Friday, April 19, 2013

SXSWedu: Thoughts, reflections, and questions

I enjoyed attending SXSWedu this month on behalf of Google. Between spending time chatting with folks in the Google lounge and giving presentations about Course Builder, I managed to sit in on a few sessions. I left the conference with more questions than answers.

Overall thoughts, reflections, and questions

  • I thought it was highly ironic that the panelists in the Online Education session were touting the benefits of open online learning but still rely on elite schools/degrees to find their “experts.” 
  • Will employers get beyond requiring formal degrees from high-powered schools to a model where potential employees will be able to demonstrate their skills prior to being hired? 
  • MOOCs + Makers? How could we blend the two to get the best of both worlds? If you flip your classroom and provide the background knowledge via video/text, then in class you could have maker-style projects to apply the skills.
  • Who sets the common core standards? Why aren’t skills like collaboration, research, presentation, and negotiations in there? These are skills that will enable students to succeed in most businesses. Why is there such a disconnect between education and business?
  • I wanted to meet more teachers. There weren't as many as I had hoped, likely because it was in the middle of a 

Hanging out

I was one of the panelists in EdSurge’s Live from SXSWEDU Hangout on Air about the current state and future of higher education. Betsy Corcoran from EdSurge moderated the panel; there were two other folks from Noodle and 2U. She asked questions about trends, quality of online courses, equity of access to courses, and who owns student data.

MOOC Keynote

Andrew Ng (Coursera) and Anant Agarwal (EdX) spoke about the history and future of MOOCs. 
  • Why have MOOCs exploded now? 
    • Students can take courses from the best professors at the best universities along with a community that supports each other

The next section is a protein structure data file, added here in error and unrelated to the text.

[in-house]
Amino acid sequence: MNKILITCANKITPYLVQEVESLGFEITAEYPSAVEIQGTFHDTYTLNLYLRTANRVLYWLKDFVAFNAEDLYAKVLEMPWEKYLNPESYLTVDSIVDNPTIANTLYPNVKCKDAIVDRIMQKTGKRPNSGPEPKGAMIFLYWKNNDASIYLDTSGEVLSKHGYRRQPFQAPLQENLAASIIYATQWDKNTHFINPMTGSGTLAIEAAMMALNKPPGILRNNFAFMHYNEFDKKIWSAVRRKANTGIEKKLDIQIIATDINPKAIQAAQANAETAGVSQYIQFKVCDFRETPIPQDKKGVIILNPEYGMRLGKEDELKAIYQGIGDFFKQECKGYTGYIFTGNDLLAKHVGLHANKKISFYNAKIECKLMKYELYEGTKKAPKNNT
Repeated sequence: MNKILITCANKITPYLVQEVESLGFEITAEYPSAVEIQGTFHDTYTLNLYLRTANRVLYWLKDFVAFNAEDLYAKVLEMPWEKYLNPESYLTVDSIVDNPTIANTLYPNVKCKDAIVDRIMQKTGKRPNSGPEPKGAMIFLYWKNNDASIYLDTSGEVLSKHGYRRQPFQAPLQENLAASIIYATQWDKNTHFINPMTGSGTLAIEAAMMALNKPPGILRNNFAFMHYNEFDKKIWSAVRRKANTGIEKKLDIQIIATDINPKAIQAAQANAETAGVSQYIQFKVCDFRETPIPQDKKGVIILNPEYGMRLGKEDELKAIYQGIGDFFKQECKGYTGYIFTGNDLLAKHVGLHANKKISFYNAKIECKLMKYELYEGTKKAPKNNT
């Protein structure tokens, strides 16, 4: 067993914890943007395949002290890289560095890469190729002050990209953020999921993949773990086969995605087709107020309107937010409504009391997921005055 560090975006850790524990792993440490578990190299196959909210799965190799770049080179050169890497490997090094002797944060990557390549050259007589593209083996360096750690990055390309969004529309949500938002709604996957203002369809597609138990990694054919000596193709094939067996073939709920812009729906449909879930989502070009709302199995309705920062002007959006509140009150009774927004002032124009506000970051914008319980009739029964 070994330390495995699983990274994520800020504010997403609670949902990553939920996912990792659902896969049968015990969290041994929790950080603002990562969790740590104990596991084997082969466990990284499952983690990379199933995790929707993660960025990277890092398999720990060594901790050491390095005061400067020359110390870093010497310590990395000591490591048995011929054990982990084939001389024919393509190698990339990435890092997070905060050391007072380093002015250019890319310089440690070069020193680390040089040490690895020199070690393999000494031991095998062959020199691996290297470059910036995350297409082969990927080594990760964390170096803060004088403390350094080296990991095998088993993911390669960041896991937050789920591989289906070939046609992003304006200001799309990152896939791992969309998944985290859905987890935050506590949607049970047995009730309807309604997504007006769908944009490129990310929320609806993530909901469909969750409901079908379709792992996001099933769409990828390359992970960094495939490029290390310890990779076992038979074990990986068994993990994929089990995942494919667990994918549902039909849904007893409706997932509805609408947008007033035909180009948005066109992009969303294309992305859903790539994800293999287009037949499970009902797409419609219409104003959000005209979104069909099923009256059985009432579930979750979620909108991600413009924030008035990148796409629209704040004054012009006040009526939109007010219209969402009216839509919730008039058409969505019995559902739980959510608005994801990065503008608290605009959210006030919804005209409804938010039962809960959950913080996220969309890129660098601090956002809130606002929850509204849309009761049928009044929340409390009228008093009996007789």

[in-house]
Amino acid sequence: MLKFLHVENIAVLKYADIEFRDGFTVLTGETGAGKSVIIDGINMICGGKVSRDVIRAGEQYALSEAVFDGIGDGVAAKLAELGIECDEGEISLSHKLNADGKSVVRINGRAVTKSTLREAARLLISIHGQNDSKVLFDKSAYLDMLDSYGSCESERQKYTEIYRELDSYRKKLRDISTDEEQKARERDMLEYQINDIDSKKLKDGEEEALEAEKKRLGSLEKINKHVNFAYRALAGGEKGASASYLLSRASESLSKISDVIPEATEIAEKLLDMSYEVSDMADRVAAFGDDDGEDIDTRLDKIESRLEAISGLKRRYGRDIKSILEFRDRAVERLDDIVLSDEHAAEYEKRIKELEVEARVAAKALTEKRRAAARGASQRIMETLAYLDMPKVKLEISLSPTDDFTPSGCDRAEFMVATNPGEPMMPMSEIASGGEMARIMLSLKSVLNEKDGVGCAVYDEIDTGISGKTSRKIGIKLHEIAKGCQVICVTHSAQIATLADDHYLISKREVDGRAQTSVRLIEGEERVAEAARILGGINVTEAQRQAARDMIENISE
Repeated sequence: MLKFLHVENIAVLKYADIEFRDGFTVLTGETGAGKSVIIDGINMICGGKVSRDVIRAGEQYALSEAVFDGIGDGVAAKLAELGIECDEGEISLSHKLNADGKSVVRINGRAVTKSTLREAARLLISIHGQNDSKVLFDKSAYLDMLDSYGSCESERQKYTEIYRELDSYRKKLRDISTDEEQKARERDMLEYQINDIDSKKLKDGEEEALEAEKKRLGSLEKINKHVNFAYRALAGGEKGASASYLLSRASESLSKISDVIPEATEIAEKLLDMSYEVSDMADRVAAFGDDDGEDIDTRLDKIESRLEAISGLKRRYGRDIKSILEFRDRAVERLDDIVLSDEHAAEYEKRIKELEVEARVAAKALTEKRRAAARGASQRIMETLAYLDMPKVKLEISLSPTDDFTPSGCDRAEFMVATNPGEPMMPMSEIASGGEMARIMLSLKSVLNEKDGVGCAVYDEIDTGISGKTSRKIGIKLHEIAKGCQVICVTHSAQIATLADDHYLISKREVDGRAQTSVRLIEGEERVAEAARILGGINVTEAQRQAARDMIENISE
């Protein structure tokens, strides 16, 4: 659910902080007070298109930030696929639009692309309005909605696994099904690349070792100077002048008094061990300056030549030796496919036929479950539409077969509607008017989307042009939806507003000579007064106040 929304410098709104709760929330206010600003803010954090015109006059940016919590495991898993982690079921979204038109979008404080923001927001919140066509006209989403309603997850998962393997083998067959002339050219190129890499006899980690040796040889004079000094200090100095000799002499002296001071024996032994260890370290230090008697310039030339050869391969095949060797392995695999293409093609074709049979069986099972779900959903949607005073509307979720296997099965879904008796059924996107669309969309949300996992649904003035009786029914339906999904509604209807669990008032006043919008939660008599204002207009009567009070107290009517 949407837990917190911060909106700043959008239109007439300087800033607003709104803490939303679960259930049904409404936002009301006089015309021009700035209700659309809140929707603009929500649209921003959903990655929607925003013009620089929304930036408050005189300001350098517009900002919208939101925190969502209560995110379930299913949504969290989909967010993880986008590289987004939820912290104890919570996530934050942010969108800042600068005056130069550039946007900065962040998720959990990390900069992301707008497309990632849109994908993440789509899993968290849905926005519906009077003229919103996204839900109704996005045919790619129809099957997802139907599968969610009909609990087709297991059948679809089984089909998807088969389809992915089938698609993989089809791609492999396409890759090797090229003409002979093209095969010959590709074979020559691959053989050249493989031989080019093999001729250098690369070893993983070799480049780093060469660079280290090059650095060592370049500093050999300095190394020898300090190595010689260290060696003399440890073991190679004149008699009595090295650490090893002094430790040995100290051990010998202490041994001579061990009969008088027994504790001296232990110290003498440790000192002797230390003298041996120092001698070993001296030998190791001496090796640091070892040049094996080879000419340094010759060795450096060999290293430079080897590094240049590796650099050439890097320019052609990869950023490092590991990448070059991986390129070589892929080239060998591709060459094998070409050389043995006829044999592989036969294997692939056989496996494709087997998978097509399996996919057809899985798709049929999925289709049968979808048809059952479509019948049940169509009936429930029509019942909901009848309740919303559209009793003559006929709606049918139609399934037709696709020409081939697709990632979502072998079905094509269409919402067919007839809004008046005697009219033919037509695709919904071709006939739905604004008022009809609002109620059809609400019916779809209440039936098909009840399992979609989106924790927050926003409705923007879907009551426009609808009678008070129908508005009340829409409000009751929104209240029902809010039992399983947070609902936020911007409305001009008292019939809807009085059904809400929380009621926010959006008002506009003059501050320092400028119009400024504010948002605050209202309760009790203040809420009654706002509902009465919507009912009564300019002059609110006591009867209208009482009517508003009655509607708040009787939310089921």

• Social networking + video (YouTube) + expensive college
  • “I think that what our conception of a MOOC is may turn out to be wrong.” -Andrew Ng
  • “[Working with humanities professors has been] An inspiration to learn about different types of pedagogy.” -Ng 
  • Will half of all colleges be bankrupt in 15 years? 
    • Ng: no. Espcially for weaker students, the relationship between professors and students is sacred
    • The real value in attending a top university is the interaction between students and with professors
    • Flipped classrooms will take over in the future
    • We’re shifting to a continuous-knowledge world; 4-year colleges will morph into 2, 3, 7, year colleges that we will use for the rest of our lives
  • The question of credit/accreditation: how is it evolving?
    • Students have been adding MOOC “letters of completion” to their resumes
    • Agarwal: Employers want skills, not credentials
    • Agarwal: The degree concept is starting to change
  • Why are most MOOCs semi-synchronous on a certain time frame? 
    • Cohort effect: students in the community can work on materials together
    • No deadlines: saw much lower traffic
    • Probably something in the middle will emerge
    • EdX courses leave the materials open after the course ends without certificates
  • At many universities, profs were rewarded for research, not for teaching (because research would have a bigger impact on the world). This is starting to change!